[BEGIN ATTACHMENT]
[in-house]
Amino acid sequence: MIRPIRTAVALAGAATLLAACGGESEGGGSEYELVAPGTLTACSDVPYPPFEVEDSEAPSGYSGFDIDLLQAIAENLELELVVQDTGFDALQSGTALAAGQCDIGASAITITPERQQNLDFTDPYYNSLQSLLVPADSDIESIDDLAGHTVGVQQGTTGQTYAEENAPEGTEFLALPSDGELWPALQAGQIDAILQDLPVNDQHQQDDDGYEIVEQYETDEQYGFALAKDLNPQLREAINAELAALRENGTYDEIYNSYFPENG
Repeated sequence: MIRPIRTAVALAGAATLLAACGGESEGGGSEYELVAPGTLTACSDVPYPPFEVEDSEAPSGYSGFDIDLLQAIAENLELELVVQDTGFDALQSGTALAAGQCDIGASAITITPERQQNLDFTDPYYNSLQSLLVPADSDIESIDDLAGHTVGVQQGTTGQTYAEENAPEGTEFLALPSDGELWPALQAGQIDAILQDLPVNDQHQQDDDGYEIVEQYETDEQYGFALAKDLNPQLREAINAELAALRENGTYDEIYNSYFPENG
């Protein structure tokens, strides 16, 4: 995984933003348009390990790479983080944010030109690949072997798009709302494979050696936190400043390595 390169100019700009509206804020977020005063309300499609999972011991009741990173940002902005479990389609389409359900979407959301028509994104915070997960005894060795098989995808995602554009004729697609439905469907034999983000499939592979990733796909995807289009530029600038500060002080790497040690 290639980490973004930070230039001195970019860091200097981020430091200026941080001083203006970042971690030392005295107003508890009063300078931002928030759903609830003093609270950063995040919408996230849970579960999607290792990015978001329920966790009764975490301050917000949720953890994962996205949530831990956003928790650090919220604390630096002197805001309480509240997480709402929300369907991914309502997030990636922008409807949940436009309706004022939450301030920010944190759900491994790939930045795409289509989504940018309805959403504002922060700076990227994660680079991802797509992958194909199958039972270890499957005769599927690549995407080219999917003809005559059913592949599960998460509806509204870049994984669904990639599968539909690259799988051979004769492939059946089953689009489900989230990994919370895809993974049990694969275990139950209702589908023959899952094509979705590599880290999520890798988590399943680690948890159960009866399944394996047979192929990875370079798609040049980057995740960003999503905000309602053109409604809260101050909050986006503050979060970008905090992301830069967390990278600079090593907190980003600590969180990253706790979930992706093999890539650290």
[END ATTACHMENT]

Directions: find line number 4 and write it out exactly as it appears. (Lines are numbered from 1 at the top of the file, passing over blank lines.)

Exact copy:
């Protein structure tokens, strides 16, 4: 995984933003348009390990790479983080944010030109690949072997798009709302494979050696936190400043390595 390169100019700009509206804020977020005063309300499609999972011991009741990173940002902005479990389609389409359900979407959301028509994104915070997960005894060795098989995808995602554009004729697609439905469907034999983000499939592979990733796909995807289009530029600038500060002080790497040690 290639980490973004930070230039001195970019860091200097981020430091200026941080001083203006970042971690030392005295107003508890009063300078931002928030759903609830003093609270950063995040919408996230849970579960999607290792990015978001329920966790009764975490301050917000949720953890994962996205949530831990956003928790650090919220604390630096002197805001309480509240997480709402929300369907991914309502997030990636922008409807949940436009309706004022939450301030920010944190759900491994790939930045795409289509989504940018309805959403504002922060700076990227994660680079991802797509992958194909199958039972270890499957005769599927690549995407080219999917003809005559059913592949599960998460509806509204870049994984669904990639599968539909690259799988051979004769492939059946089953689009489900989230990994919370895809993974049990694969275990139950209702589908023959899952094509979705590599880290999520890798988590399943680690948890159960009866399944394996047979192929990875370079798609040049980057995740960003999503905000309602053109409604809260101050909050986006503050979060970008905090992301830069967390990278600079090593907190980003600590969180990253706790979930992706093999890539650290």